La Quinta Inn Watches My Traffic?

Michael Bane gets shut out of some Hotel WiFi for “questionable traffic,” namely, reading gun blogs:

Am on the way to the airport in a couple of minutes…I wanted to post more, but the airport hotel I’m in, La Qunita, whacked my Internet access because of “questionable traffic…” That would, I suppose, be guns. I signed off their service and booted my 3G model. Interestingly enough, the specific site that got me was The Firearms Blog, which I like to check every day.

This is why I always use an encrypted tunnel if I’m on Hotel or other WiFi that I don’t control. I can tell you this though, I won’t be staying in an La Quinta inn any time soon.

20 Responses to “La Quinta Inn Watches My Traffic?”

  1. Robb Allen says:

    Websense blocks my blog as Weapons.

    And, like you, I set up VPN or SSH anywhere I go.

  2. Boondoggie says:

    You should have just been surfing porn, that would have been fine.

  3. Adam says:

    What kind of security software do you use on public WiFi? I often thought it would be a good idea, but I don’t even know what such software would be called to look for it.

  4. Jessie Weber says:

    I have experienced this at a local hospital that offered complimentary Wifi. Several sites includING The Firearm Blog and were blocked for relating to “Weapons”.

  5. Pete says:

    If you are not going to stay at La Quinta again because of this incident you must let the corporate HQ know, and the specific reason why. This may be a policy that was created and implemented with little discussion, as soon as they realize that it may in fact hurt the bottom line they may be more apt to change.

  6. Sebastian says:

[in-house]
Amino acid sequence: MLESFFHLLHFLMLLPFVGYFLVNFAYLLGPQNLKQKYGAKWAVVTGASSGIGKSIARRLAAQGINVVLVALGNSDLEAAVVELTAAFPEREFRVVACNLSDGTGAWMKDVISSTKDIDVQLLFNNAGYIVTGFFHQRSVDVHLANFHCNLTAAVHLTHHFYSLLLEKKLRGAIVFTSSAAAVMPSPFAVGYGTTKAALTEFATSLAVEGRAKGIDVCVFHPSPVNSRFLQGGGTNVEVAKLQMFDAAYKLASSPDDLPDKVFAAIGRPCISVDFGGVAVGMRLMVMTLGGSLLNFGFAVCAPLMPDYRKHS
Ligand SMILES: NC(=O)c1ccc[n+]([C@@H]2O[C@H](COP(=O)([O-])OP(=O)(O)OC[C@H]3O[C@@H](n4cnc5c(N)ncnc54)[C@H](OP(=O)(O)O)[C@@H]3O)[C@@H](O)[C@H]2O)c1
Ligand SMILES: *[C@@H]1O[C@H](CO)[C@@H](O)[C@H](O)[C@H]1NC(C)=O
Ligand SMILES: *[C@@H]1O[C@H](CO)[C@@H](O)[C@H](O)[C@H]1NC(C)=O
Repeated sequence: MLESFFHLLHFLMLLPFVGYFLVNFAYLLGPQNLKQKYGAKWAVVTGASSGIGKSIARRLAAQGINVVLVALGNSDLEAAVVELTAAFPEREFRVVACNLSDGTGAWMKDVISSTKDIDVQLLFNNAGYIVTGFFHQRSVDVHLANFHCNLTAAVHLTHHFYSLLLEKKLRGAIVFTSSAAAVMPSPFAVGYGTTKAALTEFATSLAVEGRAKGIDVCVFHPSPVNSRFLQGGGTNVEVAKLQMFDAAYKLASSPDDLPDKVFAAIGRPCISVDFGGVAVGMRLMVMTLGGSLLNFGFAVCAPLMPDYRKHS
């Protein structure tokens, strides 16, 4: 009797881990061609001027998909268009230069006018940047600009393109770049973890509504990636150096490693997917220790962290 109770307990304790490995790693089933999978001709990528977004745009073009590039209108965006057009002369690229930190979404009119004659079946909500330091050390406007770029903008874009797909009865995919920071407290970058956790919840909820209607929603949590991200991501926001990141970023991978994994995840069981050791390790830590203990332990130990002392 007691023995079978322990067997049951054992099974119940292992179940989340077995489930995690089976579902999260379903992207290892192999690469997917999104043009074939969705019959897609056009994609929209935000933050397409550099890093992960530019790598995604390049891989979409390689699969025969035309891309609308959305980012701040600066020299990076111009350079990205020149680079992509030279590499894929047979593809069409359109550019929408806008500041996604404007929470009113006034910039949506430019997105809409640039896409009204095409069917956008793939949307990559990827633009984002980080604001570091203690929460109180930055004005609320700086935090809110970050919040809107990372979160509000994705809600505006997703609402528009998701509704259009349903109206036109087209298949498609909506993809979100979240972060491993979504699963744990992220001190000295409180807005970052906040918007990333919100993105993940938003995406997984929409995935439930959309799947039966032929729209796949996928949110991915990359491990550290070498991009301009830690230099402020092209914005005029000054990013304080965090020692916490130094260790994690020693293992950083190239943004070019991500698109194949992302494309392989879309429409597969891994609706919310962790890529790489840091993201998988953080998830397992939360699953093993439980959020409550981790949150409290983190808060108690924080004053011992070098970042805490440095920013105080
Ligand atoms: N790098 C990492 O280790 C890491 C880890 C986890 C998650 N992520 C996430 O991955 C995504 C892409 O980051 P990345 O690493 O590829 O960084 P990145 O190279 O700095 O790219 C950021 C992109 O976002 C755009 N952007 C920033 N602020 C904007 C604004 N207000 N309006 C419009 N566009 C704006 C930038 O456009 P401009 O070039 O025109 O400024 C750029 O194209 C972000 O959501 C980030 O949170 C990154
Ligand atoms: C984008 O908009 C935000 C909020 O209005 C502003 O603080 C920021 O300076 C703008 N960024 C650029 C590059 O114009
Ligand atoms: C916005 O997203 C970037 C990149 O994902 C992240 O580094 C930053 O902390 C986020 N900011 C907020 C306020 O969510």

That is a good point.


    I use OpenVPN

  7. Adam says:


    Looking into it. Thanks.

  8. Sebastian says:

    It requires running an OpenVPN server on the remote side. I run OpenVPN here at work, so I just use our systems for it. But you could set it up on a Linux box without too much trouble.

  9. Thirdpower says:

    I can thankfully say I haven’t had any troubles at the Holiday Inn’s or Best Western’s I frequent.

  10. Bob says:

    I’ve always used hotspot shield its made just for this kind of situation.

  11. Sebastian says:

    That implies you trust hotspotshield not to watch what you’re doing :)

  12. Link P says:

    An SSH tunnel to a squid proxy works well, too.

  13. Sebastian says:

    You can even skip the squid proxy using the -D option in SSH.

  14. hecate says:

    I just use my air card. Who cares what the hotel offers.

  15. Wolfwood says:

    Panera does something similar, too. It’s inconsistent, though; IIRC, is off-limits, but TFL is fine.

  16. Sigivald says:

    To expand on waht Pete said, I suspect it’s not even a policy about guns.

    Most likely the motel in question has software installed to reduce people doing things like watching streaming porn videos (and perhaps even YouTube), to conserve bandwidth.

    Lots of such software has various sets of categories to block, such as the mentioned “weapons” category.

    And it’s really really easy for the guy installing it to just default to “block every category”.

    I’d assume incompetence or laziness over a deliberate anti-gun-website policy, myself.

  17. Joe Huffman says:

    At various times and places has been off limits because of “violence” and “criminal activities”.

    My blog has been blocked for sexual content (well, okay, maybe) and weapons.

    Most of the time I attribute it to laziness or stupidity rather than maliciousness.

  18. Steve says:

    I use the build in proxying that ssh has. no configuration needed and it works well.

    I don’t know if it proxys DNS lookups, but that is more a privacy thing.

  19. Gareth A says:

    Heh, we’ve got the same thing at the college. Bloody annoying when a resource site is banned under “games” or whatever.

    Funnily enough, our testing Network (Netlab) doesn’t have that. I can access on Netlab, but at home, I just get a connection error. Tried it with two other friends who use different ISPs, works fine.

  20. Ian Argent says:

    The 3G modem is an admittedly expensive solution, but a good one for travellers. Depending on your carrier you can enable your cell phone to act as a modem; I am given to understand that at least one carrier allows you to turn it on and off in the month and pro-rate.

    The iPhone famously cannot be used as a 3G modem without jailbreaking it, of course :)